Photograph by Justin Sullivan/Staff, Getty Images
If your family is like many in the United States, unloading the week’s groceries includes hauling a case or two of bottled water into your home. On your way to a soccer game or activity, it’s easy to grab a cold one right out of the fridge, right?
But all those plastic bottles use a lot of fossil fuels and pollute the environment. In fact, Americans buy more bottled water than any other nation in the world, adding 29 billion water bottles a year to the problem. In order to make all these bottles, manufacturers use 17 million barrels of crude oil. That’s enough oil to keep a million cars going for twelve months.
Imagine a water bottle filled a quarter of the way up with oil. That’s about how much oil was needed to produce the bottle.
So why don’t more people drink water straight from the kitchen faucet? Some people drink bottled water because they think it is better for them than water out of the tap, but that’s not true. In the United States, local governments make sure water from the faucet is safe. There is also growing concern that chemicals in the bottles themselves may leach into the water.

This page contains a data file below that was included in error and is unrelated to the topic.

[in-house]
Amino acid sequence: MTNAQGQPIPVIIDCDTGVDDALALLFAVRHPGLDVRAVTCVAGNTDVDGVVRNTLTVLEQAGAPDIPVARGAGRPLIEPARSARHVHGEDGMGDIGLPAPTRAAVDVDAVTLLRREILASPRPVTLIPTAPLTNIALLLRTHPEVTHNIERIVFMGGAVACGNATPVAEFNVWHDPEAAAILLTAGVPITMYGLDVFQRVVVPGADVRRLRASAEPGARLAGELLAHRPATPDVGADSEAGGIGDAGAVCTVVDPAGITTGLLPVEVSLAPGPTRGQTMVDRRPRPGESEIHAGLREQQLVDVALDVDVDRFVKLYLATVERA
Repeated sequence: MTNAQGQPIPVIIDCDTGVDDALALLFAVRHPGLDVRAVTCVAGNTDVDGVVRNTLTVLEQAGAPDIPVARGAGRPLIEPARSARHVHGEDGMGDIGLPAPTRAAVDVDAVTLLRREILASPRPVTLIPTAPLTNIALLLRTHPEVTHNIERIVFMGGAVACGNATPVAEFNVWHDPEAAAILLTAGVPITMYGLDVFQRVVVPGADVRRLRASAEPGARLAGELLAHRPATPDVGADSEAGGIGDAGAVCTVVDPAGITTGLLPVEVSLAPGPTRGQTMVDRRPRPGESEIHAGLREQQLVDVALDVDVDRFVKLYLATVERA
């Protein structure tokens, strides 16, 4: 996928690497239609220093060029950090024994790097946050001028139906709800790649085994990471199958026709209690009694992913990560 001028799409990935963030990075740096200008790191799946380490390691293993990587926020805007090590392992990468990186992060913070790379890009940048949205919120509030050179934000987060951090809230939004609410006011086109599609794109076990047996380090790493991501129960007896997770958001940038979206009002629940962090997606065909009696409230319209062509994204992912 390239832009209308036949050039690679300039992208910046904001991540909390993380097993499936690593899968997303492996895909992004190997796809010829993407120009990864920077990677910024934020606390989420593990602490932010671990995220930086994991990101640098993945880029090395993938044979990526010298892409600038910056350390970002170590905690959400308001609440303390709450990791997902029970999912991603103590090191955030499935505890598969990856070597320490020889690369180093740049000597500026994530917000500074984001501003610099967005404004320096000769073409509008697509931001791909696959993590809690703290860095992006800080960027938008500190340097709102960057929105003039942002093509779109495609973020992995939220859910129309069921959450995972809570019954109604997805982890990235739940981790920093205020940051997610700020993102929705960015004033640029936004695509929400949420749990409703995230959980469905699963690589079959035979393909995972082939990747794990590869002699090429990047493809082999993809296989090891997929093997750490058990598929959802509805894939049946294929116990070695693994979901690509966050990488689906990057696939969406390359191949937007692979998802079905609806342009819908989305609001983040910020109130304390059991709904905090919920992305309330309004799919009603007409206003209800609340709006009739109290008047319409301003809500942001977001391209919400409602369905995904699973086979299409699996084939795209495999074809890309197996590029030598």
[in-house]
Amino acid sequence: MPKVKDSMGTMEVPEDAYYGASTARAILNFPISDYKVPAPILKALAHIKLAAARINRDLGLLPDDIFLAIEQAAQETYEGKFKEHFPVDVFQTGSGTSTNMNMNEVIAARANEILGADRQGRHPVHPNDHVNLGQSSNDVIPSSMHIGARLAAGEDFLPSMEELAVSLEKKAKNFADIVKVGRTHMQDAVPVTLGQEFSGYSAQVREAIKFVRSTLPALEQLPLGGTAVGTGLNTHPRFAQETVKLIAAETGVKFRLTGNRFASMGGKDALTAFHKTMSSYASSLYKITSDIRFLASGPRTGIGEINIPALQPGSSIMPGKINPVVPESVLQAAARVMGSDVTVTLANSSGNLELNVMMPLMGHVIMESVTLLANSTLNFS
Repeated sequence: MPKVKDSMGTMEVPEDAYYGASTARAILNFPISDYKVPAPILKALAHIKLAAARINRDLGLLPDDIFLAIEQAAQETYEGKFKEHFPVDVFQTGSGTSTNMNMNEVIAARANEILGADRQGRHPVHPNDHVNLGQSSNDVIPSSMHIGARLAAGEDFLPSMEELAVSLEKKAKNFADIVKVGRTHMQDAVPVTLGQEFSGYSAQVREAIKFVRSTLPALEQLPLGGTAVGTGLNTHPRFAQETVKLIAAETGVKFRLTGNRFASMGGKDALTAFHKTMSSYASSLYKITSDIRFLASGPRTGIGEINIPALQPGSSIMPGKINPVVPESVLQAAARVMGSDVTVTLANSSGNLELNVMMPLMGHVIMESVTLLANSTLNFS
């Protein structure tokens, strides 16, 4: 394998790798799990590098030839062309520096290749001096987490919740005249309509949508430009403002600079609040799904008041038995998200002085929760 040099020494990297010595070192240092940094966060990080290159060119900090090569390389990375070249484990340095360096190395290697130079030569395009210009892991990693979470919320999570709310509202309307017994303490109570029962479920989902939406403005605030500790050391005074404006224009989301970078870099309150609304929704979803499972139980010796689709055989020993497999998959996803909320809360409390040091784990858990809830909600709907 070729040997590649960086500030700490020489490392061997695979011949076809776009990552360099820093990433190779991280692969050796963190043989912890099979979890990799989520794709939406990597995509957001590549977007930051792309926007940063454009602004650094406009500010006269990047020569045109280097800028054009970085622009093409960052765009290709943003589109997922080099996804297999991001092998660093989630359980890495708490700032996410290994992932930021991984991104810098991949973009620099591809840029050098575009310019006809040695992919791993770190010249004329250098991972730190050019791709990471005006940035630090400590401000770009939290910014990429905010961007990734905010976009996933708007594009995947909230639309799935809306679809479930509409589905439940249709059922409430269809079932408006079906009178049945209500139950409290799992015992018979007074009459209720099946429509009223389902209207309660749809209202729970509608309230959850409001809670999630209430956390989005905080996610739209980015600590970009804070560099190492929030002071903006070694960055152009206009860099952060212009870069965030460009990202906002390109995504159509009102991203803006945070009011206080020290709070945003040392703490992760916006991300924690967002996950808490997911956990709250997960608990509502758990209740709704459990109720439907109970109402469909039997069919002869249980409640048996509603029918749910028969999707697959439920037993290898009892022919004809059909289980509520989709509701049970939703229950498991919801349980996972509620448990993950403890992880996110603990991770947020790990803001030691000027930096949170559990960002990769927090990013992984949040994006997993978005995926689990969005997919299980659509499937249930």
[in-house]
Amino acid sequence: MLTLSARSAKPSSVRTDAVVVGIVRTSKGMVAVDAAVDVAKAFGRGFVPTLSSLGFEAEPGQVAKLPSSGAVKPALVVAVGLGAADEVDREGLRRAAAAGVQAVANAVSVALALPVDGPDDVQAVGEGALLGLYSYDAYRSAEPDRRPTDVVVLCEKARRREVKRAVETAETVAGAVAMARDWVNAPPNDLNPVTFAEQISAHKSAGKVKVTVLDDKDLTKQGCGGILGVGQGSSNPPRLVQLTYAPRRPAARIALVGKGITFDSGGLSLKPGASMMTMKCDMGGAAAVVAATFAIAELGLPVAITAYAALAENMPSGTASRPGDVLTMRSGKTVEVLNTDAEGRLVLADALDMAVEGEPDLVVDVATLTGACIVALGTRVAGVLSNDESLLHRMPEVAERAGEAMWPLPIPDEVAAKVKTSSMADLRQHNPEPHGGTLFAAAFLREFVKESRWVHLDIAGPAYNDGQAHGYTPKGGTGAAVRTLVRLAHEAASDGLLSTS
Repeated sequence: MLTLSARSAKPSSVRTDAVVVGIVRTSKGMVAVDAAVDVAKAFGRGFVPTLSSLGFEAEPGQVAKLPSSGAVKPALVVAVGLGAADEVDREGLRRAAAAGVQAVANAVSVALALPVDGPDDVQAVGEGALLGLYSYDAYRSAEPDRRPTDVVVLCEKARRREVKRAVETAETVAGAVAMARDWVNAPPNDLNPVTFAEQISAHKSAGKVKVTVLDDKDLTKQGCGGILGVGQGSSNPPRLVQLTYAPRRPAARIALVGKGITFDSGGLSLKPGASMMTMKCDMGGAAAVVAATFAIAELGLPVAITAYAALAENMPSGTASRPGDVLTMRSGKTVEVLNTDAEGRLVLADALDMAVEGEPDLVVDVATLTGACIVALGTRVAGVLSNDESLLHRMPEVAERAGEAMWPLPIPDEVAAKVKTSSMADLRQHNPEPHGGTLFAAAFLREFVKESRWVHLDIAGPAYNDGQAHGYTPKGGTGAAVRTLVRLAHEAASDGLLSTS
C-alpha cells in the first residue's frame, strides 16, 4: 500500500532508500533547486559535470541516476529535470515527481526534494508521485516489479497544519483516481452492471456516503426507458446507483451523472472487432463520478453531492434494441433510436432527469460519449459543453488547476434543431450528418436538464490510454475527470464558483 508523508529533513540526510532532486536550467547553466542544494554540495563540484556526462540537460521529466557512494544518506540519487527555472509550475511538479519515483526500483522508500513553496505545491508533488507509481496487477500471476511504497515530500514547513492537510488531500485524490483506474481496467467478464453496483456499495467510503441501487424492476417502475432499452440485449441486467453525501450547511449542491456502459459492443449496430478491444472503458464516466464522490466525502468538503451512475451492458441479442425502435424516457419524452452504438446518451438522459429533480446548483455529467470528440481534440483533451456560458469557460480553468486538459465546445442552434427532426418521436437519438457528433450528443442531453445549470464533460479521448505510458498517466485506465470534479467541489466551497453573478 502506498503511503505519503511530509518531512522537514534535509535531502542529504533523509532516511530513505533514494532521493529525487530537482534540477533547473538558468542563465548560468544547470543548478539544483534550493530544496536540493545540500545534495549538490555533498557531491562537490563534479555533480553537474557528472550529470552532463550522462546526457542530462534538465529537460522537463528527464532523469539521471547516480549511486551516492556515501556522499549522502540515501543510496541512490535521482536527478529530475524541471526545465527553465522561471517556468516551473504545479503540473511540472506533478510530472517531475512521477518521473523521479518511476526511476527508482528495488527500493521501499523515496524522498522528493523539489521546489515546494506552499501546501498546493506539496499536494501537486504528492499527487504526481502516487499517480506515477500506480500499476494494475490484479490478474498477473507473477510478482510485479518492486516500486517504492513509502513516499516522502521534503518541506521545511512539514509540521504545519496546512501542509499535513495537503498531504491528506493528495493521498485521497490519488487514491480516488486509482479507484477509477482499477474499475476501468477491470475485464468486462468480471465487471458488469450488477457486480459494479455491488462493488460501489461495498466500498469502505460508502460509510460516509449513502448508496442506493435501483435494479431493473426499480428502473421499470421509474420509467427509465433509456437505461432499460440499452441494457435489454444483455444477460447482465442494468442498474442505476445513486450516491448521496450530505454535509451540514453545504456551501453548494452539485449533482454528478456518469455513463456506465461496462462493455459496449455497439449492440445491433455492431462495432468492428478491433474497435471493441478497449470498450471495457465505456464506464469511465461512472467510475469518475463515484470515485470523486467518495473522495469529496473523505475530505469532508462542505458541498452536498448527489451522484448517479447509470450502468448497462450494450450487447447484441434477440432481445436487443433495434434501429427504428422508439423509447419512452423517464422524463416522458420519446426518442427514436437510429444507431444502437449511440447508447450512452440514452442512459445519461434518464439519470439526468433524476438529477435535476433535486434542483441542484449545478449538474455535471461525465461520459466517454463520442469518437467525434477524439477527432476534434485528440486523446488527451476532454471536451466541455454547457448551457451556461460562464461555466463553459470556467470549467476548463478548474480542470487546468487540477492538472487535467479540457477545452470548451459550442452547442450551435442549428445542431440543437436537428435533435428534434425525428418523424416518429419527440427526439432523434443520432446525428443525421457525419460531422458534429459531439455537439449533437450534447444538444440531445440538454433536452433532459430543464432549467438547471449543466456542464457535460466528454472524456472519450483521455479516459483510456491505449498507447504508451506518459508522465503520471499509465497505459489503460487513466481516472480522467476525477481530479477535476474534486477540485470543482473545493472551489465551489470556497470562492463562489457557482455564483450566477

People love the convenience of bottled water. But maybe if they realized the problems it causes, they would try drinking from a glass at home or carrying water in a refillable steel container instead of plastic.
Plastic bottle recycling can help—instead of going out with the trash, plastic bottles can be turned into items like carpeting or cozy fleece clothing.
Unfortunately, for every six water bottles we use, only one makes it to the recycling bin. The rest are sent to landfills. Or, even worse, they end up as trash on the land and in rivers, lakes, and the ocean. Plastic bottles take many hundreds of years to disintegrate.
Water is good for you, so keep drinking it. But think about how often you use water bottles, and see if you can make a change.
And yes, you can make a difference. Remember this: Recycling one plastic bottle can save enough energy to power a 60-watt light bulb for six hours.
Text by Catherine Clarke Fox